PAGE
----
"What's happening to Deutsche Bank is not based upon fundamentals. It is based upon politics," says the German banking analyst. An analyst at a rival firm agrees, and says John Cryan's strategy of sitting out the storm is the best one in the circumstances: "The worst thing for Cryan to do now would be to raise more capital," he tells us: "If Cryan does that, he'll simply worsen Deutsche's negotiating position in the conflict with the U.S. authorities." Instead, he thinks Cryan's ideal strategy is to portray Deutsche as very weak until after the U.S. elections. - Only once a new U.S. administration is in place will Deutsche be able to negotiate the $14bn fine down to something more manageable, and the bank will be in a stronger position to do this if the size of the fine is seen as compromising its integrity.

U.S. elections are 42 days away though, and BreakingViews reported yesterday that Deutsche has enough liquid assets to cover net cash flows over a 30 day "stressed period." Isn't the waiting game a bit risky? Not at all, says the German analyst: "Deutsche Bank's liquidity position is actually rather good and even if the situation worsens, they can easily get money elsewhere. The ECB is over-supplying liquidity in the euro area." He adds that Deutsche's weak capital position isn't an issue right now: "Capital matters in the medium term. This is all about liquidity and Deutsche has no problems there."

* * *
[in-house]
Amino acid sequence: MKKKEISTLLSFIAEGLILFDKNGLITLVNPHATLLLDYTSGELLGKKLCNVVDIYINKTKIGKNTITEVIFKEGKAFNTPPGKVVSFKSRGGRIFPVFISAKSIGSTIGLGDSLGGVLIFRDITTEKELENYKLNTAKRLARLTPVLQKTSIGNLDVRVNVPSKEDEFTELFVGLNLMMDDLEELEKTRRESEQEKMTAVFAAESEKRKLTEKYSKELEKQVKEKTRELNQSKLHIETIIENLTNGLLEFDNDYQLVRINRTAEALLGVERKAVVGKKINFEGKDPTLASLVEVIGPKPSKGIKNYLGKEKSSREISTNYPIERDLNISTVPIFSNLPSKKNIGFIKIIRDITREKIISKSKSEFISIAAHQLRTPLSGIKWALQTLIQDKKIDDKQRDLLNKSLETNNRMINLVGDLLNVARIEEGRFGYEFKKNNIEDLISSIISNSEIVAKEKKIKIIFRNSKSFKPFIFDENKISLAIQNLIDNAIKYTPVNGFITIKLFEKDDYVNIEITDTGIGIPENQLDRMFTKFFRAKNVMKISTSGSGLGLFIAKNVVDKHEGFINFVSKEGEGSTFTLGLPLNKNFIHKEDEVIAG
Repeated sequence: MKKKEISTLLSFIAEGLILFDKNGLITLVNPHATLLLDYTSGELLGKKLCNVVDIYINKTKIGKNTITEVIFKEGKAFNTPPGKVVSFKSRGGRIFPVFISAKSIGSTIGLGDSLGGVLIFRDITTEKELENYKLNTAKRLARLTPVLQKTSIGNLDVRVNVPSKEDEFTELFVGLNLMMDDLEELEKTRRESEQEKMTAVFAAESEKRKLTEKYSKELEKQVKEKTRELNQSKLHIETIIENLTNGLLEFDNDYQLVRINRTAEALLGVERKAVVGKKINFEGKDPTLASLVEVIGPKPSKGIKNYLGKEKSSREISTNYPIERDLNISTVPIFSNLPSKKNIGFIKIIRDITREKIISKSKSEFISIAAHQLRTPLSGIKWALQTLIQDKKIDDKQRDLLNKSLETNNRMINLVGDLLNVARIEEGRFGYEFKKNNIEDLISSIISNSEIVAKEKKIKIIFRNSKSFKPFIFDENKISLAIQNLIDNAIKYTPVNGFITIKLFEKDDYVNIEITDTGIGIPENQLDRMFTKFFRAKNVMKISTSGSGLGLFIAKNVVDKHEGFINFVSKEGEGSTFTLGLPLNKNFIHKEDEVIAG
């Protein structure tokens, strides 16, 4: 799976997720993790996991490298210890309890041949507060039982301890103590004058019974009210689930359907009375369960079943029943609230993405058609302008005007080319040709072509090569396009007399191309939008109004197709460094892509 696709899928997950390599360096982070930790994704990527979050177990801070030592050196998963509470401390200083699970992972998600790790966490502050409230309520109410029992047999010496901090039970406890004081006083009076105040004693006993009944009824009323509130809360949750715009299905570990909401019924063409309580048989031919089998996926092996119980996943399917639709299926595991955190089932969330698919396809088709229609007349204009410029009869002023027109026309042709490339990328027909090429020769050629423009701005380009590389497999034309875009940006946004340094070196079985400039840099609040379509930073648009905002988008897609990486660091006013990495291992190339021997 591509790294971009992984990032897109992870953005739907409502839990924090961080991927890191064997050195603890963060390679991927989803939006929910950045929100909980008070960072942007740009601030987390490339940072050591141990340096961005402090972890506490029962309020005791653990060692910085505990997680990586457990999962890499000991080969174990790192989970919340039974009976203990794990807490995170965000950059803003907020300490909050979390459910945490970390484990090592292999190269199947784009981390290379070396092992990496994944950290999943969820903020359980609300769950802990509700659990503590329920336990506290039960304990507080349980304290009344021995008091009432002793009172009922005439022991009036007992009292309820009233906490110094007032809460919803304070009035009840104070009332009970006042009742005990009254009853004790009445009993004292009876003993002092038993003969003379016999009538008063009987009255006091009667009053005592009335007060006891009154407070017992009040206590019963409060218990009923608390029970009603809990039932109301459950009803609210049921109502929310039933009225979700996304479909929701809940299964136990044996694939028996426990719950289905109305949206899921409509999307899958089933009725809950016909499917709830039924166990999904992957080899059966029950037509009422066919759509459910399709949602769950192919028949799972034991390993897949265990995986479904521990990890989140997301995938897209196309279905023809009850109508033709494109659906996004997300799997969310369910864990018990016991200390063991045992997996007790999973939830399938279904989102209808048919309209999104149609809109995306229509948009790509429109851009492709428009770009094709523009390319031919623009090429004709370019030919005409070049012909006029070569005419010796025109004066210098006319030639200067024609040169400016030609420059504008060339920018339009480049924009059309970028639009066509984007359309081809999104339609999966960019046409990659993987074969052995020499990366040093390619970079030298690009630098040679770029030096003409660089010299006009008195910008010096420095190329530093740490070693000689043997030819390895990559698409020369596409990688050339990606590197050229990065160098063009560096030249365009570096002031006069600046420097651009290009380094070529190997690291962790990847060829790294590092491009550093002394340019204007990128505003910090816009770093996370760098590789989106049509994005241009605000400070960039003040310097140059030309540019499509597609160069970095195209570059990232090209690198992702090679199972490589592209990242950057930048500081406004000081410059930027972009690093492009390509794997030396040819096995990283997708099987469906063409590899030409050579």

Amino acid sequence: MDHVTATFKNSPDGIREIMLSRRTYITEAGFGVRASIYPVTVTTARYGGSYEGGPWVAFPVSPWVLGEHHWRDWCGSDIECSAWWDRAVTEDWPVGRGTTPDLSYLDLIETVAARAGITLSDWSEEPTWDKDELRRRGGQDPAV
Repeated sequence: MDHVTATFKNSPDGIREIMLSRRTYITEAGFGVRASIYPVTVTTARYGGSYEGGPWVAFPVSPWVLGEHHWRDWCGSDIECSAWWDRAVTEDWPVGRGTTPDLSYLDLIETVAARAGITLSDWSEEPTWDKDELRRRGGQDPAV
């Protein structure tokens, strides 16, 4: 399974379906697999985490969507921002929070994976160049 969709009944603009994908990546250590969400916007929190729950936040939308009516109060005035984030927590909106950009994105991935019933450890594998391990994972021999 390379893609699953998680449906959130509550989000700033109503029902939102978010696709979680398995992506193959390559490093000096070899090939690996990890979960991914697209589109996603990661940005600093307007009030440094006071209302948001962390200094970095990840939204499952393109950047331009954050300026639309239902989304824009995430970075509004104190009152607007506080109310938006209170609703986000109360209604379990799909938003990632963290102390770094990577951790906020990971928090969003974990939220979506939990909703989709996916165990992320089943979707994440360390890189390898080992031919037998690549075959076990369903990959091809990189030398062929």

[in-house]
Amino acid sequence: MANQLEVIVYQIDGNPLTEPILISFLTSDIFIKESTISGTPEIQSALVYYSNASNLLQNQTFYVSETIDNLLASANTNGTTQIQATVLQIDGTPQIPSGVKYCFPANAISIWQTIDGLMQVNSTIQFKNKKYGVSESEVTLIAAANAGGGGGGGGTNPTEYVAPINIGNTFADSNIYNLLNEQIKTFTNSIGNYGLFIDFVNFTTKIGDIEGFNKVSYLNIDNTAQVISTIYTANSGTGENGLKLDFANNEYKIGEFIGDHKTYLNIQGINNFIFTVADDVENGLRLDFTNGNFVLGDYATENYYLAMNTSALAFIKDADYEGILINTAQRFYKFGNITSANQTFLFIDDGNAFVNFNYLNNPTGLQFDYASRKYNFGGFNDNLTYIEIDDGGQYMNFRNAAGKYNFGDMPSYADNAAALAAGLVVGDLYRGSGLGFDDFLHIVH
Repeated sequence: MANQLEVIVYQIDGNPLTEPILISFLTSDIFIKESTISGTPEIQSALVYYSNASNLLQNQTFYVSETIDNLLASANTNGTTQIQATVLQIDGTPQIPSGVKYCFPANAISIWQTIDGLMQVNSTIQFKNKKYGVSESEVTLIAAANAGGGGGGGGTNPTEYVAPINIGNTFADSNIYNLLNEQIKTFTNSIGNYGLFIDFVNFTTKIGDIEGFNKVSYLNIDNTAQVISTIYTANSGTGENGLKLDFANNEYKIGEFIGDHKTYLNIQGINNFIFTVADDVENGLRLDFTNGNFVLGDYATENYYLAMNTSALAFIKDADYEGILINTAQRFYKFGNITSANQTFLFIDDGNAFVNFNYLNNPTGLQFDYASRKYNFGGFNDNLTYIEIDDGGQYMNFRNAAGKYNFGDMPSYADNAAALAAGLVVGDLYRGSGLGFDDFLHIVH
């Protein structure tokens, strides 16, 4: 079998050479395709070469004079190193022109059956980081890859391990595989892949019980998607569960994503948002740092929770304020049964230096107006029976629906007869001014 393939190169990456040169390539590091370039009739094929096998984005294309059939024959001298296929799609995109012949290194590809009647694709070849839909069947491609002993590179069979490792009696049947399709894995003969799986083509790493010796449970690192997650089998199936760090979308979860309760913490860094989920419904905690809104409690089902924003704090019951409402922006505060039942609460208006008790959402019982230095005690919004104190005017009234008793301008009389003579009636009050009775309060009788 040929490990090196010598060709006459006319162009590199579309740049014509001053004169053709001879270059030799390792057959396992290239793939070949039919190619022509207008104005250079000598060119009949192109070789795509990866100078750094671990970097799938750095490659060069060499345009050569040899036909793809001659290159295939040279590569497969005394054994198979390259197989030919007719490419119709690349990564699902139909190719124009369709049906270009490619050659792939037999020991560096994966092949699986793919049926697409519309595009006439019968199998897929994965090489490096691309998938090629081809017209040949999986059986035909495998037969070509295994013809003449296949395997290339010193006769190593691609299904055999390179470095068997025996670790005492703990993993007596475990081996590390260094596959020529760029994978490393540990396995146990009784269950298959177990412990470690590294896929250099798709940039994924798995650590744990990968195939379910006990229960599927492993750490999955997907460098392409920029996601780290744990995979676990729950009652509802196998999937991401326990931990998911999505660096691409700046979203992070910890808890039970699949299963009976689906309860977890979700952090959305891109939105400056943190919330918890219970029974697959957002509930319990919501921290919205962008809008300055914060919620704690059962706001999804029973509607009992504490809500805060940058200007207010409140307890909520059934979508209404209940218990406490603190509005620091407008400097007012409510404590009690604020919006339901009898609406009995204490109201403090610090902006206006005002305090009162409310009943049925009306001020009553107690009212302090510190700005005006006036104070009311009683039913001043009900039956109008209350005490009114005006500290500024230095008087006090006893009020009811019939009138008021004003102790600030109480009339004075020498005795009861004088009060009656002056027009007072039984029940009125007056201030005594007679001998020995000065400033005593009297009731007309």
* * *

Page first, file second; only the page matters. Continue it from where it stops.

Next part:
Deutsche's senior bankers seem to have grasped this reality. "Senior people at Deutsche are questioning whether the D.O.J can act in such a way that the payment they're demanding creates a systemic problem in the banking system," says Robbins. "The answer is surely that it can't."

If Deutsche's senior investment bankers are happy to call the D.O.J's bluff, the banks' junior and mid-ranking staff are reportedly more unsettled by the turn of events. "It's the mid and junior levels at Deutsche that are panicking," says another London headhunter. "We've taken a lot of people out of there in the past year and there are a lot of people searching for a doorway now - if they can find one." He claims that Deutsche's senior staff have a degree of loyalty after being overpaid for years: "The MDs have been earning 20% to 50% more than the rest of the market."

In future, however, Deutsche's investment bankers will almost certainly earn less - and not just if the German government intervenes. Stefan Mueller, a former proprietary trader from Dresdner and Sal Oppenheim who now runs German brokerage DWGA, claims Deutsche is losing clients in Germany: "I'm getting a lot of private clients and corporates coming to me and asking if it's still safe for them to deal with Deutsche. This is going to affect their business - if you're a corporate that's planning an IPO you want stability, you're not going to choose Deutsche Bank to help you."

Deutsche's third quarter results, due in October, will be informative. In the meantime, headhunters say senior staff at Deutsche are increasingly resigned to having past bonuses clawed back and to being paid zero bonuses or bonuses that are entirely denominated in Deutsche's devalued stock for  2016. Robbins says the upside to this is that Deutsche's stock may yet rise off current lows and its bankers could one day benefit: "Either way, they know they'll be stuck with the stock for some time."